THE UK PATTERN NATO STRAP
The history of the so called NATO strap goes back to a specification from the UK Ministry of Defence called Defence Standard 66-47 Issue 2 Publication Date 30 March 2001. This specification superseded Def Stan 66-47 Issue 1 dated 13 November 1992 and two earlier standards, Def Stan 66-15 (Part 1) Issue 1 – Strap (Nylon) dated 30 November 1973 and Def Stan 66-15 (Part 2) Issue 1 – Strap (Leather/Nylon) dated 31 January 1974. The current specification data sheet can be downloaded at NATO Strap Current Spec
The strap which many serving and ex military personnel refer to as the NATO or G10 strap got its name because of the form which UK military use to requisition the strap (and other items) from the stores, most likely the term NATO strap is because it has a NATO stock or NSN number, there are actually two NATO stock numbers allocated to the item: Army/Navy 6645-99-124-2986 and RAF 6645-99-527-7059 These numbers are applied to most NATO issue items and identify a product that meets a narrow range of specifications and requirements. NATO straps are now available in a wide range of colours because to an extent it has become a fashion item but at the same time search and rescue favour orange and serving military have their own preferences. I was speaking to two pilots recently who fly for Air Canada and they both wear a Breitling Emergency watch on a black NATO strap which actually looks very good. It is interesting to note that the original NATO strap to which the specification applies came in only one color which was grey and it was originally only supplied to the Royal Navy in a width of 20mm. The fittings were originally chromed brass but I have seen current issue straps which use stainless steel.
The interesting thing about the UK NATO strap is that many people find it rather like a Chinese puzzle when it comes to working out how to wear it! The main reason is that it is nearly 30cm long and they often end up cutting it down and ruining it. If you happen to buy one and that unsure how to wear it it's always a good idea to go back and ask the company for instructions there are several videos on YouTube and we've listed one in our video section which shows you exactly how it's warm..
DID YOU KNOW A COMPANY TRADEMARKED BOTH NATO AND NATO-G10!
Something interesting regarding these straps is that a US firm called International Watchman - The Terms NATO and NATO-G10 have been trade marked in the US by International Watchman, Inc. CORPORATION OHIO 4301 Manhattan Ave. Brunswick OHIO 44212 - have trademarked NATO and NATO-G10 in the area of watches and watch straps.
This posting has the details on a reputable Military Watch enthusiasts forum: http://www.mwrforum.net/forums/showthread.php?t=54073
This is a link to the trademark registrations for NATO-G10 at the USPTO http://tsdr.uspto.gov/#caseNumber=85370184&caseType=SERIAL_NO&searchType=documentSearch and NATO is at http://www.trademarkia.com/nato-85054829.html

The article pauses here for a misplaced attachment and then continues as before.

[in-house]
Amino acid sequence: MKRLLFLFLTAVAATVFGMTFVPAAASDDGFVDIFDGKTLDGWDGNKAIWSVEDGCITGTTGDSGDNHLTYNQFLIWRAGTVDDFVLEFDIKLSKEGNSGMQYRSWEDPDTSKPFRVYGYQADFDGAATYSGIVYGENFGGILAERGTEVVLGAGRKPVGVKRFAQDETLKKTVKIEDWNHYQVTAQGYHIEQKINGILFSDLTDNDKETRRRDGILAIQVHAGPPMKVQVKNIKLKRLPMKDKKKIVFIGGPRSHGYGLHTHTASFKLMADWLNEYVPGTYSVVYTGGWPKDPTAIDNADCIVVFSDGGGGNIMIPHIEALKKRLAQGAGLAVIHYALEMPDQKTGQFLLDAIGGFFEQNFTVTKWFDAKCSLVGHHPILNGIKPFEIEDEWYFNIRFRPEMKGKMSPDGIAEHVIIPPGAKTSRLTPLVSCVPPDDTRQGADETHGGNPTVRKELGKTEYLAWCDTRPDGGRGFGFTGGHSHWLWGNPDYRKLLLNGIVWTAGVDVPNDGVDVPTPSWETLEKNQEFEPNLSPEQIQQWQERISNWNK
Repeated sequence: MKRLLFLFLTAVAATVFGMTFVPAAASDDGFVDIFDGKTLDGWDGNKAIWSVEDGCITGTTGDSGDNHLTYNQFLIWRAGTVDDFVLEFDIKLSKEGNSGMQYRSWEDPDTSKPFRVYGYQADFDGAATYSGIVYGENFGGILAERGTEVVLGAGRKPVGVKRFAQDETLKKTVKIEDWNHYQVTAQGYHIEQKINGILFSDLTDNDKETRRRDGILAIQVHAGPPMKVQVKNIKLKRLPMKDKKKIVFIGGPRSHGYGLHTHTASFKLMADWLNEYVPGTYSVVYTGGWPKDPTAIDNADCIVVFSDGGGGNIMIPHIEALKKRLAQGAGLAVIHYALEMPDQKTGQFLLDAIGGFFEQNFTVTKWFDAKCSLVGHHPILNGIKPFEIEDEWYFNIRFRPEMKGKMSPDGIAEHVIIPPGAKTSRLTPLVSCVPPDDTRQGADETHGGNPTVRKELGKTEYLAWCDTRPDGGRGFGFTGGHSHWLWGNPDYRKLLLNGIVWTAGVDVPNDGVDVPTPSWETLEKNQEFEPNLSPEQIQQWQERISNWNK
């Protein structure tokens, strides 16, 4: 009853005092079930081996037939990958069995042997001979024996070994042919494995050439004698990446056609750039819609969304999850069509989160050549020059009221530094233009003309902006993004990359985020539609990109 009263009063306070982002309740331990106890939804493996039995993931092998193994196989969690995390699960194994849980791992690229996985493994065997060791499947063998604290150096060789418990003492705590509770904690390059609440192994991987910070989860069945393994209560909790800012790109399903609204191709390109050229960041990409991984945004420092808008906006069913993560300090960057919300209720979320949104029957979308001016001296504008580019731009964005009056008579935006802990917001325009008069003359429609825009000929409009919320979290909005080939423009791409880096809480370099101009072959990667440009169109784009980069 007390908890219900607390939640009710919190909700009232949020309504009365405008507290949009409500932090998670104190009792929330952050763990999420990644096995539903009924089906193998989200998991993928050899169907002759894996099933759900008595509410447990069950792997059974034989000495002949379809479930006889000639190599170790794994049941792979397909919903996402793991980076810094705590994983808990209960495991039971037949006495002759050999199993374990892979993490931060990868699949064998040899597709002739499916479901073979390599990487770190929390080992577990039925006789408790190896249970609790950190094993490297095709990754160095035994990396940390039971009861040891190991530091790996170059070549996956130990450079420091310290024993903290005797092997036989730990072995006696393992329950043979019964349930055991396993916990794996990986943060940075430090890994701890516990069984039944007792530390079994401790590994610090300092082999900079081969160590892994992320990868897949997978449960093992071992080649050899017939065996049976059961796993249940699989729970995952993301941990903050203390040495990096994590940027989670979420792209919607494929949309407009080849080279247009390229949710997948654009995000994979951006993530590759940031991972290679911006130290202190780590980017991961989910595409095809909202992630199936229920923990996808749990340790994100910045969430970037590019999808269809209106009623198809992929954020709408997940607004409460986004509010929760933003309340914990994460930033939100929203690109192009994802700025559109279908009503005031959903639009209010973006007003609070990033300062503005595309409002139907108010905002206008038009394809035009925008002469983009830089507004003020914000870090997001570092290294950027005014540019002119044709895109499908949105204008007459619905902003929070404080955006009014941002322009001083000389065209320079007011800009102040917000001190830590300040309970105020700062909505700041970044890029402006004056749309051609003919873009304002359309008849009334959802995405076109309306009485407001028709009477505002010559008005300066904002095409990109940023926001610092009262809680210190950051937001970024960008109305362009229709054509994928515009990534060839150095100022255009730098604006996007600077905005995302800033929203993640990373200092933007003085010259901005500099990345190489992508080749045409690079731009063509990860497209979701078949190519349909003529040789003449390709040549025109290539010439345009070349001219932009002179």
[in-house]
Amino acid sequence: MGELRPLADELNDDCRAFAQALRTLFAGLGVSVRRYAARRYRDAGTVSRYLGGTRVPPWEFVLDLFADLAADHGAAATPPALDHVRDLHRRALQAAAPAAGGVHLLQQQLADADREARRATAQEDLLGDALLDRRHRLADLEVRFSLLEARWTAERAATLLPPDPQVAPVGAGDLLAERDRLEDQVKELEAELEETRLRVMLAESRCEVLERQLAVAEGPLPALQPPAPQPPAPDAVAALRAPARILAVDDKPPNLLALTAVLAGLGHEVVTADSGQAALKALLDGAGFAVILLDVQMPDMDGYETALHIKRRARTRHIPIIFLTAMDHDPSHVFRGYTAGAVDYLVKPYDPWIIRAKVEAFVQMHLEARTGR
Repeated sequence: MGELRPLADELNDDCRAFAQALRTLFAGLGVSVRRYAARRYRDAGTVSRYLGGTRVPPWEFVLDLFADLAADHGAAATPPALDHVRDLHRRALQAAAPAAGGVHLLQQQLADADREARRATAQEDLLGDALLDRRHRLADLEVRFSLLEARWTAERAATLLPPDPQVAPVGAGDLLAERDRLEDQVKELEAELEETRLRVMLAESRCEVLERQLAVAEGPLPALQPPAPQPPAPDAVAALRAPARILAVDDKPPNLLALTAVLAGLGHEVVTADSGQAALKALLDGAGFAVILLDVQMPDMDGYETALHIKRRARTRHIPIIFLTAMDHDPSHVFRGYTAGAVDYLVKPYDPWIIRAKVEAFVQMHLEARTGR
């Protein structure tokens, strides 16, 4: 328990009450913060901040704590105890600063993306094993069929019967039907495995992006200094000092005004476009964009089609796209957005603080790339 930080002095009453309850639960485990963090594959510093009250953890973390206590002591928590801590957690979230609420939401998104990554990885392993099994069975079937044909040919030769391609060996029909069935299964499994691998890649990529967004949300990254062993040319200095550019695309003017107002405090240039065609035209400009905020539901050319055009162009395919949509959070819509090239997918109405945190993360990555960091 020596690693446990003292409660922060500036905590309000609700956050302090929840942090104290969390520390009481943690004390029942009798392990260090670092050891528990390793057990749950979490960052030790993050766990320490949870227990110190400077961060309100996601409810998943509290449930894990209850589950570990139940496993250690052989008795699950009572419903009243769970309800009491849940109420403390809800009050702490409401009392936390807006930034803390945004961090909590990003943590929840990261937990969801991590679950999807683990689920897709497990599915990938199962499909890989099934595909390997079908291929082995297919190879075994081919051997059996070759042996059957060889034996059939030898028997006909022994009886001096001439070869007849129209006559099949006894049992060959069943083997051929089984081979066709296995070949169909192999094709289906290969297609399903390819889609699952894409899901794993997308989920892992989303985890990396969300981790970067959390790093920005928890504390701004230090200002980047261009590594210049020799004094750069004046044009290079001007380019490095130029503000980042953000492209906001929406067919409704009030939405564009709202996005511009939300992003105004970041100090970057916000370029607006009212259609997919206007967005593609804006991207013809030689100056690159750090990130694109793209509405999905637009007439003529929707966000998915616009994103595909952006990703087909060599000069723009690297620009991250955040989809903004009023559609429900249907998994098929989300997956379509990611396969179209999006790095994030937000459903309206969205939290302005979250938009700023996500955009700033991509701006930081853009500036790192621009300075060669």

OTHER NATO MARKS INTERNATIONAL WATCHMAN INC HAVE APPLIED FOR
This link shows the other NATO marks they have tried to register they even tried for BUND 6645-12-145-6415! See http://mytrademarkia.com/bund-6645121456415-85466156.html
Interestingly International Watchman seems to be targeting eBayers but a quick search reveals a lot of listings see
Here are the links to International Watchman Inc on the Ohio Corporate Registry
Clearly this is a really unethical tactic considering NATO is an international organization and frankly it needs to be brought to their attention to ensure steps are taken to cancel the trademark. The link to bring this to their attention is at http://www.nato.int/cps/en/natolive/contact.htm I am frankly pretty taken aback that the USPTO allowed them to register NATO as a mark but clearly a company who engages in tactics of this sort is best avoided because if they behave unethically in this way what else might they do when it comes to after sales service? Just Google International Watchman Review as I did its quite revealing!
These straps are easy to source in Europe and the US but I tend to recommend the three firms below.
Something which is interesting are the latest new elasticated/stretch NATO straps, these look very much the same as the standard nylon straps but have a significant advantage if the strap gets caught on something because it's possible to remove the watch and strap whereas a standard strap could leave you hanging by the wrist! Having once got caught up myself while I was in the military I can see the appeal! These straps are available from a number of suppliers but both CWC and MWC have them see the links below. The straps look to be identical to me after comparing one of the green with yellow stripe straps which I bought from CWC with one a friend brought from MWC.
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